Our summers always seem to rush past us, and we long to appreciate every minute of daylight. In early July, dusk lasts until nearly 9:30. We live five minutes from the Humber River and its beautiful walking path, and ten minutes from Lake Ontario. Most of the year, I enjoy those areas in my daytime walks, but in Toronto's glorious fleeting summer, I relish the extra few hours. And with the girls working at camp for most of the next two months, Andrew and I took advantage of having no particular plans one evening to go for a twilight walk.

I also took advantage of the very hot weather earlier this week to make this wonderful main-course salad. True, there's a bit of advance prep work, and the recipe looks involved, but most of the steps take just a few minutes. That means at mealtime, all you have to do is assemble this salad and eat it - giving you even more time to enjoy your lovely summer evening.

Southwestern Salad
(adapted from Backroad Journal

For the Vinaigrette: In a small bowl, combine 1/3 cup olive oil, 3 Tbsp fresh lime juice, 1/2 tsp cumin, 1/2 tsp salt and two shakes Tabasco sauce. Whisk well to combine.

For the Roasted Chicken: Preheat oven to 350 degrees. Drizzle one chicken breast with olive oil and squeeze a little lime juice over it. Season with salt, pepper and ground cumin. Roast for 30 - 40 minutes or until cooked. Let chicken rest for 5 minutes, then slice. Drizzle with a little vinaigrette.

For the Eggs: Peel 2 hard-boiled eggs and cut into quarters.

For the Black Beans: Wash and drain well 1 can (19 ounces/540 mL) of black beans and season with 1/4 tsp of oregano, and cumin, pepper and salt to taste. Add some of the vinaigrette, toss well and let rest for 10 minutes to allow flavours to mix.

For the Corn: Remove the kernels from one cob of corn (about 2/3 cup). In a skillet, add 1 Tbsp olive oil and sauté 3 Tbsp diced red onion until translucent. Add 2 Tbsp diced sweet red or green pepper and 1 minced clove garlic, and cook for 1 minute. Add corn, season with 1/4 tsp cumin and salt. Saute for about two minutes, then remove from heat and let cool.

For the Avocado: Cut an avocado in half, remove the pit, peel and cut into chunks. Squeeze a little lime juice over it to keep it from turning brown. Drizzle with a little vinaigrette and gently mix.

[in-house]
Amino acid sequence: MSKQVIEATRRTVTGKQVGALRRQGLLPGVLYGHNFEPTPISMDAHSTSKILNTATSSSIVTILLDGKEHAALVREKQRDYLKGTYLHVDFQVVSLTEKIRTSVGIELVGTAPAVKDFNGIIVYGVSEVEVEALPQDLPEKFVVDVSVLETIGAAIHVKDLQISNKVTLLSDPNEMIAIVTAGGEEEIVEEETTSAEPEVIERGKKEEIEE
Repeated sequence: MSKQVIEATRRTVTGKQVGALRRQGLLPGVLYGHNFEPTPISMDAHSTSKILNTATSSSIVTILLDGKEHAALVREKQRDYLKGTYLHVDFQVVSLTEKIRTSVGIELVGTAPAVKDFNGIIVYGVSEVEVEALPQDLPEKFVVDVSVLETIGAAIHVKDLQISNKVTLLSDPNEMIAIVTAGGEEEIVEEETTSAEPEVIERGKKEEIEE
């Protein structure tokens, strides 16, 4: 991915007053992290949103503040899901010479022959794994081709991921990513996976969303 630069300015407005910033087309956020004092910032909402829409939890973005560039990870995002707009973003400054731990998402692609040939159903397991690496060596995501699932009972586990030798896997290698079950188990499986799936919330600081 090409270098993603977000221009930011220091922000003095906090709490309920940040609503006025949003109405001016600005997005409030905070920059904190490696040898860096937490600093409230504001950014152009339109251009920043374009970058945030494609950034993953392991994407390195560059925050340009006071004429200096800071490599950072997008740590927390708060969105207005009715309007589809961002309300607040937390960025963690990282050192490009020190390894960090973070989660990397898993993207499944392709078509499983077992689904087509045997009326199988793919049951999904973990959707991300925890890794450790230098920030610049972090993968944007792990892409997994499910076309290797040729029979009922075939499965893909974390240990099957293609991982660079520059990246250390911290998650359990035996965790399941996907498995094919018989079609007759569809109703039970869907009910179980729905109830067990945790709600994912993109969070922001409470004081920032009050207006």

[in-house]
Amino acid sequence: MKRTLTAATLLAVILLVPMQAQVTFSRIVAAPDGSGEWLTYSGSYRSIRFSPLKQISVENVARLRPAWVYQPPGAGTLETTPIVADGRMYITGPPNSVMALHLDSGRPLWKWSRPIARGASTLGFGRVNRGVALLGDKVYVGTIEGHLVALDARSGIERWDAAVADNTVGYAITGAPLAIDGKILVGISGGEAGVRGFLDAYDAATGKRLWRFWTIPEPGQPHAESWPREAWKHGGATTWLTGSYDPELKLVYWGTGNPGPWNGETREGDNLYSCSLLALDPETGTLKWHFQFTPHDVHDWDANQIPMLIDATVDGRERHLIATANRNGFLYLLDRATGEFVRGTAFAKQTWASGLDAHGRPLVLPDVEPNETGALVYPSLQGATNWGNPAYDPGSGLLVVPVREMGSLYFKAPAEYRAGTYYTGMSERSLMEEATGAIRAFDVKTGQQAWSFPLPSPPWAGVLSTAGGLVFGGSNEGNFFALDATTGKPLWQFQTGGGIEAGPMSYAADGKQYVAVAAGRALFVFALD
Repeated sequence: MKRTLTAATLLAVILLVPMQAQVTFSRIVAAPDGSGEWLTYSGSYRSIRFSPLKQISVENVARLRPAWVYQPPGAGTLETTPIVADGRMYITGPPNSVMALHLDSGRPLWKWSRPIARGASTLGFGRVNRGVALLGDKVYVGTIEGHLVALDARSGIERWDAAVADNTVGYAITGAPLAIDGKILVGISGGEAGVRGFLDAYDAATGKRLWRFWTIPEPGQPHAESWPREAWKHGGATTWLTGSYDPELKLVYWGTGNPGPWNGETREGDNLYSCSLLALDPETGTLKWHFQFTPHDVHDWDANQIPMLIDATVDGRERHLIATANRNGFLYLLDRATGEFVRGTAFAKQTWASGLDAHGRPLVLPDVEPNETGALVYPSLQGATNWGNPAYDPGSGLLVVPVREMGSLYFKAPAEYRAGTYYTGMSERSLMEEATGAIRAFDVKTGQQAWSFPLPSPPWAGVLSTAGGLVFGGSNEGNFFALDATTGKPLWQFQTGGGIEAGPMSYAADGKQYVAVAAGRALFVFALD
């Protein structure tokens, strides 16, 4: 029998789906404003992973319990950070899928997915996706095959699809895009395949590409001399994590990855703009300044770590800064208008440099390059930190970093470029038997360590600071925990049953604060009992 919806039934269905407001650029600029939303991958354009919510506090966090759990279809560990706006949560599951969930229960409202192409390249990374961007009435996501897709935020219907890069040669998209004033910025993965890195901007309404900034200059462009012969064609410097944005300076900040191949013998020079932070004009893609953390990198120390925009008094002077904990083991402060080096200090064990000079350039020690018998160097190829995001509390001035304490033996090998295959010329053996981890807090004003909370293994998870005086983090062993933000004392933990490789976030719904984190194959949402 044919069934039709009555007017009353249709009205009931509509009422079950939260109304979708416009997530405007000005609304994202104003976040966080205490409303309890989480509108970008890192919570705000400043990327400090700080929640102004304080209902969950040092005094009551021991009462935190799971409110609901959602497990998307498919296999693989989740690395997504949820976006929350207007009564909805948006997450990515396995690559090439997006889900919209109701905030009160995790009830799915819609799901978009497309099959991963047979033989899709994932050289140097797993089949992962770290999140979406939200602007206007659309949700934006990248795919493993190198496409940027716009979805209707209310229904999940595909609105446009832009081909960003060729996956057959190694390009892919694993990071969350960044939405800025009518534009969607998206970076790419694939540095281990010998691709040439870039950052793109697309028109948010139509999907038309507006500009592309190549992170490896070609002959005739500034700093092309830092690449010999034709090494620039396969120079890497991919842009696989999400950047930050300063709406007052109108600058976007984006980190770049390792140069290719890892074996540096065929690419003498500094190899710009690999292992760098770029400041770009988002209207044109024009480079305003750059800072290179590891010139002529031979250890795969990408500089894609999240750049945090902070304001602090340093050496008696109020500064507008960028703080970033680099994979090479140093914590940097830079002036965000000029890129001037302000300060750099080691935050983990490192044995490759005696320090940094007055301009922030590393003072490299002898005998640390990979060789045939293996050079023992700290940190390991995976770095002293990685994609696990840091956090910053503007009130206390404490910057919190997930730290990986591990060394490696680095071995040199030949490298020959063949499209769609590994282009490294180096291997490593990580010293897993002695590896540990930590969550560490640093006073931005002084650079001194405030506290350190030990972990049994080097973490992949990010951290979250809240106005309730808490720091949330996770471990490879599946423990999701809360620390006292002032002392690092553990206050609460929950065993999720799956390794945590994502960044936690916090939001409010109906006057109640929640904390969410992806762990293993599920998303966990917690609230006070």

For the Cheese: Slice wedges of Manchego cheese, or crumble pieces of feta or goat cheese.

To assemble the salad: Add about 4 – 5 cups of romaine lettuce, washed, dried and cut into bite-sized pieces to a large bowl, season with a little salt and pepper and toss with just enough dressing to lightly coat. Place the lettuce on a large platter and arrange the chicken, eggs, beans, corn, avocado and cheese in neat rows along the top. Serve with any remaining vinaigrette on the side.

Thursday's Child: Kew Gardens, England

Thursday, July 3, 2014

Last week I wrote about the Kew Village Market that we stumbled onto when we visited last May. Today I’ll write about the reason we were in the area in the first place – to see the lovely and impressive Kew Gardens.

George III and his beloved wife, Charlotte, spent their summers in Kew Palace, which at the time was set amid acres of farmland, with their fifteen children. George preferred the country lifestyle to living in the city, and hired several architects to build structures throughout the park, including the orangery and the pagoda.

The beautiful Kew Palace was home to both domestic happiness for the king and his family, and personal unhappiness, as George spent many of his later years here suffering from mental illness. We loved visiting this beautiful building. We may actually have enjoyed it with too much effervescence, as the photo above was taken about two minutes before we were kicked out of the Palace for going ‘up’ the ‘down’ staircase. (Okay, perhaps we weren’t kicked out, but we were scolded in a British accent, and that felt like being kicked out.)

Suitably chastened, we repaired to the adjacent Queen’s Gardens. These immaculate gardens include only plants that were grown in England as of the seventeenth century, and were an excellent place to lick our colonial wounds.

Temperate House, currently under restoration, is the largest Victorian-era greenhouse in the world.

Kew Gardens is so much more than simply a beautiful place to walk and learn about history. It hosts the most extensive collection of living plants in the world, with more than 30,000 different varieties. The Gardens are also home to eight million preserved plant specimens, and well over one million types of fungi samples.

And I've written before about my family's fascination with peacocks. This was an opportunity to enjoy watching peacocks stroll in the wild, with no annoying Ancient Wonder of the World to distract us.